Evaluation of measurement of fat mass reduction after liposuction in obese patients.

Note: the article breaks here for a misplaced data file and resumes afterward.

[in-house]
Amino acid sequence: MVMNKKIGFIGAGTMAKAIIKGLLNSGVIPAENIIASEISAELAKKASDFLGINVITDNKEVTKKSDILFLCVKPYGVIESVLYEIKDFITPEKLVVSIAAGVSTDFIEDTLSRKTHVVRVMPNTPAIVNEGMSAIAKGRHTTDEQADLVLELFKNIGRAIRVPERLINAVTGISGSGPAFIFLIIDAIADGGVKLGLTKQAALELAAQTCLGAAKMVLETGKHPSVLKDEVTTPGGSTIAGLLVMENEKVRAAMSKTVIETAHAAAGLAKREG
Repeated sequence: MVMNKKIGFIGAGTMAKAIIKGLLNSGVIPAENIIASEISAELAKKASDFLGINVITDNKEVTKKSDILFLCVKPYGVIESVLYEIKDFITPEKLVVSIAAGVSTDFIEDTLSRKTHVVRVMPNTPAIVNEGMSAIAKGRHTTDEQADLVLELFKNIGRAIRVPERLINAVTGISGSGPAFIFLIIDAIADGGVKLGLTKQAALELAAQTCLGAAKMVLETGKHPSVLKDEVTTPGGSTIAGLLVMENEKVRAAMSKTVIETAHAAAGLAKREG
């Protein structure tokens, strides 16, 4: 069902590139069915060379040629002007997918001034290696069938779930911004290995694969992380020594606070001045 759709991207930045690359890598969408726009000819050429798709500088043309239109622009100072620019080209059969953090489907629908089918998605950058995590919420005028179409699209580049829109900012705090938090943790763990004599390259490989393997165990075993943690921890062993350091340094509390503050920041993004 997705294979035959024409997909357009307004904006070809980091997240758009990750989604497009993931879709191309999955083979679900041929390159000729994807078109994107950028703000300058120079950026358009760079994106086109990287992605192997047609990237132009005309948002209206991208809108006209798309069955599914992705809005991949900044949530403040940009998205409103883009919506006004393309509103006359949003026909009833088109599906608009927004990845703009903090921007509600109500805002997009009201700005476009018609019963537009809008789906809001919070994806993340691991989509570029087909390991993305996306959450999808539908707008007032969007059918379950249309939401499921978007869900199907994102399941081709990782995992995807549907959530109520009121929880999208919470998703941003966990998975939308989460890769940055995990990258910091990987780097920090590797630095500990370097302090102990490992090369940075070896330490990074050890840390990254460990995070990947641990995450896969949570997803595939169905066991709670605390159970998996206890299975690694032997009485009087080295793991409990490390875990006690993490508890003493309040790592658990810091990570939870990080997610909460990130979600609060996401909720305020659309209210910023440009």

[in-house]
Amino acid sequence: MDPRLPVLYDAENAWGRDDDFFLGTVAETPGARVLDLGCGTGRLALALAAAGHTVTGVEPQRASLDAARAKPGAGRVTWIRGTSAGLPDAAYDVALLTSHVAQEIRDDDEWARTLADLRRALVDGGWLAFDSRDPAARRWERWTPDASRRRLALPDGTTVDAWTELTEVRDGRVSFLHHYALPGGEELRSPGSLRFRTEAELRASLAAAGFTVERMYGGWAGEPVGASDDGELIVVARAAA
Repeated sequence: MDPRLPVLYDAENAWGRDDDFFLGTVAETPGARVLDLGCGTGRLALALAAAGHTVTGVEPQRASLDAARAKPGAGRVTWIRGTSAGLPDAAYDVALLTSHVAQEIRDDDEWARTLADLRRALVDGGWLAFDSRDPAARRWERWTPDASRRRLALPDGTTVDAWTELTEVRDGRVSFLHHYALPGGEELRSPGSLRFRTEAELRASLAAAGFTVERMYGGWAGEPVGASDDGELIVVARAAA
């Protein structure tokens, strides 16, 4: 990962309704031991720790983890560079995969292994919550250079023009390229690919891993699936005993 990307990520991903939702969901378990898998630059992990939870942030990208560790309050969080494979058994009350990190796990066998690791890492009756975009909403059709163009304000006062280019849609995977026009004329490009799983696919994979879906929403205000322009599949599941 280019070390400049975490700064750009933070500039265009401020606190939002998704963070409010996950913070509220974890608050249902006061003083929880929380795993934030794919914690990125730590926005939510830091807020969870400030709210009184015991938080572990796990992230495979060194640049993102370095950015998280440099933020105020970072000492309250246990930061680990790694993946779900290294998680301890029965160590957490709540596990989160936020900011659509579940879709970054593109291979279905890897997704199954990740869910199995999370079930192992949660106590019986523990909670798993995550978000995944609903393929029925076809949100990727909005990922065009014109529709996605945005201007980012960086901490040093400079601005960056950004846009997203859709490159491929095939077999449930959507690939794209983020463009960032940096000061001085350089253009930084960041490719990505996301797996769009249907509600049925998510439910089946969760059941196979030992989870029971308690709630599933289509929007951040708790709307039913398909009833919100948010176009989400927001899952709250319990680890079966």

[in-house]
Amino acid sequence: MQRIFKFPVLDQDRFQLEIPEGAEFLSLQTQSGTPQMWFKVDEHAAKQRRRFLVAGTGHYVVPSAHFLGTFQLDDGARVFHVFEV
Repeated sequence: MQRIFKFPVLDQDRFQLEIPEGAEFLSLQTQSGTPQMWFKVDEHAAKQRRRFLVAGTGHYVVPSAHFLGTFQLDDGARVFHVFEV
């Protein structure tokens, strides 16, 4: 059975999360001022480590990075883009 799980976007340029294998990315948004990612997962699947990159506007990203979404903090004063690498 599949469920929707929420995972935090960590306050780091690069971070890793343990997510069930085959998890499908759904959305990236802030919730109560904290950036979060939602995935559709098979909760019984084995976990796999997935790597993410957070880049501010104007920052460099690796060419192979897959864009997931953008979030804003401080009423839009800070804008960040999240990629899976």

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Abstract Body composition measurements are used to evaluate surgical treatment, such as bariatric surgery in over weight patients. Nowadays, there are many different methods to measure body composition available. However, none of them has been validated for use in patients after operation. The aim of the present study was to compare the amount of surgically removed fat with two different methods, bioelectrical impedance analysis (BIA) and total body potassium (TBK). Amount of removed fat during liposuction was measured 1, 2, 3, 4, 14 days, and 1 year postoperatively in 27 obese patients after liposuction. The results were compared with actual removed fat during the operation. The median fat mass removed was 4020 grams (range 1954-9655). Postoperatively there was a varying reduction in fat mass, as measured with BIA and with TBK. There was a clear difference between the range of amounts removed measured with BIA and the range of amount removed measured with TBK. This study indicates that BIA, but not TBK, is an appropriate method to measure fat mass in obese subjects in a surgical setting. BIA seems to underestimate the amount of fat removed, whereas TBK seems to overestimate it.